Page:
TechSpot means tech analysis and advice you can trust. Read our ethics statement.
Microsoft probably thought the amount of Windows 10 lawsuits it was facing would decrease after it stopped the aggressive upgrade tactics last year, but it seems this isn't the case. The company is now being sued by members of the public who say the OS is "destroying" their data and damaging PCs.
Three Illinois residents are seeking class-action status for their lawsuit, which was filed at Chicago's US District Court. It says Microsoft wasn't clear about the potential risks that come with installing Windows 10, and that the operating system itself is defective.
The company "failed to exercise reasonable care in designing, formulating, and manufacturing the Windows 10 upgrade and placing it into the stream of commerce. As a result of its failure to exercise reasonable care, [the company] distributed an operating system that was liable to cause loss of data or damage to hardware. " claims the complaint.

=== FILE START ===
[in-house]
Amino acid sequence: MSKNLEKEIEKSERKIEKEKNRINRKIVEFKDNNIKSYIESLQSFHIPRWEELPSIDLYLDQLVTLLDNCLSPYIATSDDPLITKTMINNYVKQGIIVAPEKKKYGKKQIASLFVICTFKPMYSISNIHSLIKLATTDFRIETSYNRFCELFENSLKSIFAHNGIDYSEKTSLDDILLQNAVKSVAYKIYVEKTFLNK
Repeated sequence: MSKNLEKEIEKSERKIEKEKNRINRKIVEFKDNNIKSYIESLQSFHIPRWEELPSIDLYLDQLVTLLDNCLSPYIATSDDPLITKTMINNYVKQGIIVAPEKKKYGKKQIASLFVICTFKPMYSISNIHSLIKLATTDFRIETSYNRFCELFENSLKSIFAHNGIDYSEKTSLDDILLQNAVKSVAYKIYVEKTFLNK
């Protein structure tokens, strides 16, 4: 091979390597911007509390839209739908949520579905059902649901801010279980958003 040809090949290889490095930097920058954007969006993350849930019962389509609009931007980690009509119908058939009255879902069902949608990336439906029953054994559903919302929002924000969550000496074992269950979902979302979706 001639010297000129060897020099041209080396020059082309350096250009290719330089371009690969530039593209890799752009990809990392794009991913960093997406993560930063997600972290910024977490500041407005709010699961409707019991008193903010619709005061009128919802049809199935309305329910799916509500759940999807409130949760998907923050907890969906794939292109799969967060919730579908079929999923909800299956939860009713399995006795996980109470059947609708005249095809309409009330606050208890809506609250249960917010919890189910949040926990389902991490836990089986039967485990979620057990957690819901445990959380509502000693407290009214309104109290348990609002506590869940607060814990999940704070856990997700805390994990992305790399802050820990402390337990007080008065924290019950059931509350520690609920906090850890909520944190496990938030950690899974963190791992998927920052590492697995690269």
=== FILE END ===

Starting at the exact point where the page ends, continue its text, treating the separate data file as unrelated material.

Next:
The lawyers want the case certified as a class action to include everyone in the US who upgraded from Windows 7 and experienced data loss or damage within 30 days - a figure that could reach into the hundreds of thousands. All three plaintiffs say once they upgraded, which only one of them consented to, their PCs malfunctioned and lost data. In the case of Stephanie Watson, she was forced to buy a new computer.
In an email to the Register, Microsoft said: "The Windows 10 free upgrade program was a choice designed to help people take advantage of the most secure, and most productive Windows. Customers had the option not to upgrade to Windows 10."
"If a customer who upgraded during the one year program needed help with the upgrade experience, we had numerous options including free customer support and 31-days to roll back to their old operating system," wrote the company.
Back in December, Microsoft Chief Marketing Officer, Chris Capossela, admitted the firm had gone too far with its malware-like Windows 10 upgrade methods.
The lawsuit isn't a unique situation for Microsoft; others in the US and abroad have tried the same thing, including the operator of a Californian travel agency who won $10,000 through a lawsuit that alleged the forced installation caused her PC to become slow and unusable.